01/05/2011 11:10 am ET Updated Aug 11, 2011

BoomCase Brings Back The Boombox -- Using Old Suitcases: The Next Big Idea?

Over the past half-century or so, portable music players became commonplace and have rocked the proverbial party in many forms. Back when kids bought 45s and went sock-hopping, record players came in suitcases. When rap first hit and cassette tapes were all the rage, boomboxes ruled the Reagan-era roost. And today, iPods are the music player of choice, with more than 275 million sold. The devices may change, but the song remains the same -- people want their music and they want it now. Enter the BoomCase.

When Dominic Francisco Odbert, 26, set out to make a music player of his own, he took elements of the past, mixed them with technology of the present, and created the BoomCase -- an iPod stereo inside a vintage suitcase powered by a rechargeable AMG battery. Odbert's inspiration? "I thought it would be fun," he says.

The fun has just begun for Odbert and his two fellow BoomCase creators, brother J.P. and girlfriend, Mary-Anne Sarao. The original model was constructed in December 2009 and debuted at a picnic in early 2010, which led to requests from friends, pushing Odbert to put a model up for sale on Etsy last August. It didn't take long for BoomCase buzz to hit the Web, and now he estimates that the company shipped at least 100 BoomCases in 2010. At an average price of $400, that's $40,000 in a pretty short period of time, which bodes well for 2011 sales. "Things are good, but it's overwhelming, and I haven't fully grasped everything yet," says Odbert, who now sells directly on the BoomCase site. "Seeing the BoomCase in Rolling Stone was shocking."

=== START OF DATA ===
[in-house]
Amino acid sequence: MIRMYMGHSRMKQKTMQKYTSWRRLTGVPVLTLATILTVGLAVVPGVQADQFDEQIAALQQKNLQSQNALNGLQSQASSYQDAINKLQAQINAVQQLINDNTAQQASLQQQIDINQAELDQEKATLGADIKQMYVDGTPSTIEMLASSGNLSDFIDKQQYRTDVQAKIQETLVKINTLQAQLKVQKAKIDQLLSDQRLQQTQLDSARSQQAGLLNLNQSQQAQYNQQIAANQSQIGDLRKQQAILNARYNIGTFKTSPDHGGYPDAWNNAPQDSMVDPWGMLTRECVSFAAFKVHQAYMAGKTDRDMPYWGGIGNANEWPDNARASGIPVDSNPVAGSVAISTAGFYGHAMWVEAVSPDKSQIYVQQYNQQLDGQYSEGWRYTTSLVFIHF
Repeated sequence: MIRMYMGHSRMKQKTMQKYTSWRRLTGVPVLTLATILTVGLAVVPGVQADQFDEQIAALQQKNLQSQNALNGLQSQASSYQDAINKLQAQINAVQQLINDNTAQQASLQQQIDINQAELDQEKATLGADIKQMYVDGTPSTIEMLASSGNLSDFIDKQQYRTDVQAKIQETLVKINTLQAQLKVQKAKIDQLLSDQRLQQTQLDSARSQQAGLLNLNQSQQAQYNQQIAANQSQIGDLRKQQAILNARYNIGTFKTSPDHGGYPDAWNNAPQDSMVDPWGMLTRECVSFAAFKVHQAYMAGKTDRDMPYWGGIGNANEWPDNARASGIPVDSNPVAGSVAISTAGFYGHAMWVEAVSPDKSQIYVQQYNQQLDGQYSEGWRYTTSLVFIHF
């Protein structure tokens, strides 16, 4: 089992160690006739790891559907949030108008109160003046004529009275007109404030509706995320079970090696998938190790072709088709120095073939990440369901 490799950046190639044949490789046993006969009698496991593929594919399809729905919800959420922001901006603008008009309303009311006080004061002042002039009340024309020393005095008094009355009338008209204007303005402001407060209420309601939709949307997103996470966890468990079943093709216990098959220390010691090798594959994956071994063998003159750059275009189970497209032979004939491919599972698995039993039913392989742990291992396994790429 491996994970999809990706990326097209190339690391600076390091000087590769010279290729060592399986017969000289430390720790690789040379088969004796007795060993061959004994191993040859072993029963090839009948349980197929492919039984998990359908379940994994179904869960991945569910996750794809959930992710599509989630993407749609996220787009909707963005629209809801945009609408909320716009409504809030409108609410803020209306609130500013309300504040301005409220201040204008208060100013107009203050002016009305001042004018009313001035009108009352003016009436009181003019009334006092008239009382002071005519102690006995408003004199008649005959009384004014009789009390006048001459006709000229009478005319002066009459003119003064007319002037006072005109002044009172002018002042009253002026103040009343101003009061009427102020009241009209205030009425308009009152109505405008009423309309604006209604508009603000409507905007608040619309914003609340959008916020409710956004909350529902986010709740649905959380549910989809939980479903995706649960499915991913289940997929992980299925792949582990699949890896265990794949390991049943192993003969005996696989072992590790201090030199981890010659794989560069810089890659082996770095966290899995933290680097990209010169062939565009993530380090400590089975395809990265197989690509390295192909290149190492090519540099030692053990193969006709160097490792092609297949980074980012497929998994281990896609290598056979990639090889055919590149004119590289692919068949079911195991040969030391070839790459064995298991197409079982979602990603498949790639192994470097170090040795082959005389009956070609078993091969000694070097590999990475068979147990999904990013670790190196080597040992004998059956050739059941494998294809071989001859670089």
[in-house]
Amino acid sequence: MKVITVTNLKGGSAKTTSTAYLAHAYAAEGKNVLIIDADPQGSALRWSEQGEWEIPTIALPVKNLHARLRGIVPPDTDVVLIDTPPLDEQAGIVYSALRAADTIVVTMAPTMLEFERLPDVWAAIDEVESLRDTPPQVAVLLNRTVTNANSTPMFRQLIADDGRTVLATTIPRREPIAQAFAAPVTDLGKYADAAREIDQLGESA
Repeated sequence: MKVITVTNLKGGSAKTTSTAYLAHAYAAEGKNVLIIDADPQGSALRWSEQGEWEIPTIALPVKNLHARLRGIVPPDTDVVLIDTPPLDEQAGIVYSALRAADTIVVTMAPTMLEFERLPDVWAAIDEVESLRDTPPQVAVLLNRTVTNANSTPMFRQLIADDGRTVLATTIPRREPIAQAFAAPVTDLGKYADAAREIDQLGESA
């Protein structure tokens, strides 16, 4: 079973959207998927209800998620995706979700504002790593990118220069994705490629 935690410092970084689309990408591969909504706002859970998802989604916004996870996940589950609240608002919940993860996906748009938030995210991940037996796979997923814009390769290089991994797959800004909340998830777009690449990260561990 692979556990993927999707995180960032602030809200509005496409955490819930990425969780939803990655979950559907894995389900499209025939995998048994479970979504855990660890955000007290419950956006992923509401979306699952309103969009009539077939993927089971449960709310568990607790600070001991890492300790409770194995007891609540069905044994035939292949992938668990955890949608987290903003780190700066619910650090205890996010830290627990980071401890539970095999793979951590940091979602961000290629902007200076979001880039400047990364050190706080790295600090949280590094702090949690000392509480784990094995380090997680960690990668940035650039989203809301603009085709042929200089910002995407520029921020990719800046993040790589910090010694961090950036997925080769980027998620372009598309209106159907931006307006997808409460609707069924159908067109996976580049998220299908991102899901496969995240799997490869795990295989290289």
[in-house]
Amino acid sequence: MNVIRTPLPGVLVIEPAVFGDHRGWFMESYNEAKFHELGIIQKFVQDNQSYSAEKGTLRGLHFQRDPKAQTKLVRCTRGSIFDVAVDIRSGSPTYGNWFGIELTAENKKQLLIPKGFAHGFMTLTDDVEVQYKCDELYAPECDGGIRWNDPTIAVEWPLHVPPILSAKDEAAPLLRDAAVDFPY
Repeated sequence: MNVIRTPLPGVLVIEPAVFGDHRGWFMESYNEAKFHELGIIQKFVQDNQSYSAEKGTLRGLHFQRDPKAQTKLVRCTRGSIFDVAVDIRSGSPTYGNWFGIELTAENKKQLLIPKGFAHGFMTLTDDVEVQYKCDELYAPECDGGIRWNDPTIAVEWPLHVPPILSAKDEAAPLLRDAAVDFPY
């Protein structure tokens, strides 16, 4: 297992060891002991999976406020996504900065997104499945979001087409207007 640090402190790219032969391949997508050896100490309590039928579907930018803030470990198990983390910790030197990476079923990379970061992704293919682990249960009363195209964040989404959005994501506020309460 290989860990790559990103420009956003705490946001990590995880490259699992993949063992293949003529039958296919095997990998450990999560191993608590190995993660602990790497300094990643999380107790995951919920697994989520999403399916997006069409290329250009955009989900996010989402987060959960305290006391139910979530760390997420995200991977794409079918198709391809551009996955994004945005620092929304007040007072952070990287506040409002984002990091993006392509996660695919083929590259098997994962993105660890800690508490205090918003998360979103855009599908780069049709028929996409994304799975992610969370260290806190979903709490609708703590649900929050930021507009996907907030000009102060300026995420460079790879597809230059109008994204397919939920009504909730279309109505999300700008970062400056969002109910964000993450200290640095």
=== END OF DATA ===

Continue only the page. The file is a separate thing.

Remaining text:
It's not hard to see why the BoomCase has garnered attention -- in fact, so much so that Odbert had to stop taking custom orders. The antique suitcases retrofitted with three-or-four speakers have an eye-catching design, but the BoomCase is much more than a hipster novelty item. Odbert assures audiophiles that the sound will fill a room, but also says the suitcase hi-fis are easy to use and are not designed solely for tech-savvy music geeks -- even if taste-makers like superstar Dutch D.J. Sander Kleinenberg own BoomCases.

For Odbert, the BoomCase is the perfect mix of art and commerce. A Sacramento native, Odbert learned to work with sheet metal from his grandfather, and his father employed him to help remodel foreclosed homes. During high school, Odbert bought, fixed and resold cars, and in his 20s, he made and sold his own pewter and silver jewelry. He had a prime spot in downtown San Francisco as part of the "Street Artist Program" where he was selling four to five rings and necklaces a day. A decent little business, but by then he was getting more and more interested in following his artistic muse.

He majored in visual arts at San Diego State University and, working under the name "Mr. Simo" (inspired by a long-lost Yugoslavian cousin), produced works that have been shown at home in California and as far away as Scotland. "Mr. Simo" works in sculpture, photography and large-scale full-room installations with audio and video, cutting-edge modern pop art exhibits.

Odbert just wrapped up his first graduate semester at Washington University in St. Louis, but a master's in visual arts will have to wait. The overnight success of BoomCases finds Odbert leaning away from art and back toward commerce, so he's taking a deferment. He says Washington offered him four years to return, but for now, he had to go on collegiate hiatus because his school projects were getting pushed aside. It takes three days to assemble a BoomCase and get the proper sound, so he can't be both a student and an entrepreneur. Plus, he has ideas for new BoomCase models using different bodies (like the guitar case version), and he's working on one that will have a 7-inch LCD screen for throwing old-school hip-hop karaoke throwdowns and whatnot.

"I have time to see how it goes, but I can't be separate from the business, so I'm not sure how school could work," Odbert says. "I thought I might want to go into academia, but now I have a full-time job."

Spoken like a man who is dancing to the sound of his own music.

The original version of this article appeared on AOL Small Business on 1/5/11.